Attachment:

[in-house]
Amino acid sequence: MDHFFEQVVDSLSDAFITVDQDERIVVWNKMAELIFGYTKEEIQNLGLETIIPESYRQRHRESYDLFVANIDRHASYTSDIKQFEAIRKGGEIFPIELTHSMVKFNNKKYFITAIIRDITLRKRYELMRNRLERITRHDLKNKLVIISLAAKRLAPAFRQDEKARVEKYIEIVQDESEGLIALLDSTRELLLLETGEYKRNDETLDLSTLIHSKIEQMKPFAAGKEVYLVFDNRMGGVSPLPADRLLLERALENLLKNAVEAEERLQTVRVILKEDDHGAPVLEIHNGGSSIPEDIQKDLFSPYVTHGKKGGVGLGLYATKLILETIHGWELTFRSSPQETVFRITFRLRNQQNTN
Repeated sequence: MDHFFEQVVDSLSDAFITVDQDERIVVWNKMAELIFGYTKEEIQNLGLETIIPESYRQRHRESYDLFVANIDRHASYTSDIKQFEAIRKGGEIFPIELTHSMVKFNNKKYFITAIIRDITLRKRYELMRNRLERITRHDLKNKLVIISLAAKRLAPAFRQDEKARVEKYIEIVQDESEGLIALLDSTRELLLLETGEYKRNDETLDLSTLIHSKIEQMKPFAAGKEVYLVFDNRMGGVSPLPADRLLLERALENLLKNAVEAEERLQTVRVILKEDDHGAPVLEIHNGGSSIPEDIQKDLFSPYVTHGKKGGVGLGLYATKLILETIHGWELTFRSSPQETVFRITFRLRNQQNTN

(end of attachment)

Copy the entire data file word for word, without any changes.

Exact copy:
[in-house]
Amino acid sequence: MDHFFEQVVDSLSDAFITVDQDERIVVWNKMAELIFGYTKEEIQNLGLETIIPESYRQRHRESYDLFVANIDRHASYTSDIKQFEAIRKGGEIFPIELTHSMVKFNNKKYFITAIIRDITLRKRYELMRNRLERITRHDLKNKLVIISLAAKRLAPAFRQDEKARVEKYIEIVQDESEGLIALLDSTRELLLLETGEYKRNDETLDLSTLIHSKIEQMKPFAAGKEVYLVFDNRMGGVSPLPADRLLLERALENLLKNAVEAEERLQTVRVILKEDDHGAPVLEIHNGGSSIPEDIQKDLFSPYVTHGKKGGVGLGLYATKLILETIHGWELTFRSSPQETVFRITFRLRNQQNTN
Repeated sequence: MDHFFEQVVDSLSDAFITVDQDERIVVWNKMAELIFGYTKEEIQNLGLETIIPESYRQRHRESYDLFVANIDRHASYTSDIKQFEAIRKGGEIFPIELTHSMVKFNNKKYFITAIIRDITLRKRYELMRNRLERITRHDLKNKLVIISLAAKRLAPAFRQDEKARVEKYIEIVQDESEGLIALLDSTRELLLLETGEYKRNDETLDLSTLIHSKIEQMKPFAAGKEVYLVFDNRMGGVSPLPADRLLLERALENLLKNAVEAEERLQTVRVILKEDDHGAPVLEIHNGGSSIPEDIQKDLFSPYVTHGKKGGVGLGLYATKLILETIHGWELTFRSSPQETVFRITFRLRNQQNTN